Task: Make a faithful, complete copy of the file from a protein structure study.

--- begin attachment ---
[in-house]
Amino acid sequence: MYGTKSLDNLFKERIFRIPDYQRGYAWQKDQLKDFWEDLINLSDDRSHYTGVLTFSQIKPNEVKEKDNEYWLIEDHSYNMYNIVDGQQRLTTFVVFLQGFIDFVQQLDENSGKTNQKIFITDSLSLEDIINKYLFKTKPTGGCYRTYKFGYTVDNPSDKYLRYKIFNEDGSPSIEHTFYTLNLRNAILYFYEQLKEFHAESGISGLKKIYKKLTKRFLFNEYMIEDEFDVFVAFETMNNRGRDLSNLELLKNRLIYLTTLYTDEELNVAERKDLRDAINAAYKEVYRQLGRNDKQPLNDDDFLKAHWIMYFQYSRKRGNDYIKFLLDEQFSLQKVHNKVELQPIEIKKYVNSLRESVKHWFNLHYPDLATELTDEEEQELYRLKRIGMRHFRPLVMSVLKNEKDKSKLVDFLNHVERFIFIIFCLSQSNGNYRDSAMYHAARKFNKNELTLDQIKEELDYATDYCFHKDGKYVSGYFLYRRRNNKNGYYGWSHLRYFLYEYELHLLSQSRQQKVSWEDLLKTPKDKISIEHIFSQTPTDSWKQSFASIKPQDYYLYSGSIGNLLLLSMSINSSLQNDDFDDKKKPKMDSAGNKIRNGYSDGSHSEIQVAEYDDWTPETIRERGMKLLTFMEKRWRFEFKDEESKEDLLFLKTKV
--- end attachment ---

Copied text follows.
[in-house]
Amino acid sequence: MYGTKSLDNLFKERIFRIPDYQRGYAWQKDQLKDFWEDLINLSDDRSHYTGVLTFSQIKPNEVKEKDNEYWLIEDHSYNMYNIVDGQQRLTTFVVFLQGFIDFVQQLDENSGKTNQKIFITDSLSLEDIINKYLFKTKPTGGCYRTYKFGYTVDNPSDKYLRYKIFNEDGSPSIEHTFYTLNLRNAILYFYEQLKEFHAESGISGLKKIYKKLTKRFLFNEYMIEDEFDVFVAFETMNNRGRDLSNLELLKNRLIYLTTLYTDEELNVAERKDLRDAINAAYKEVYRQLGRNDKQPLNDDDFLKAHWIMYFQYSRKRGNDYIKFLLDEQFSLQKVHNKVELQPIEIKKYVNSLRESVKHWFNLHYPDLATELTDEEEQELYRLKRIGMRHFRPLVMSVLKNEKDKSKLVDFLNHVERFIFIIFCLSQSNGNYRDSAMYHAARKFNKNELTLDQIKEELDYATDYCFHKDGKYVSGYFLYRRRNNKNGYYGWSHLRYFLYEYELHLLSQSRQQKVSWEDLLKTPKDKISIEHIFSQTPTDSWKQSFASIKPQDYYLYSGSIGNLLLLSMSINSSLQNDDFDDKKKPKMDSAGNKIRNGYSDGSHSEIQVAEYDDWTPETIRERGMKLLTFMEKRWRFEFKDEESKEDLLFLKTKV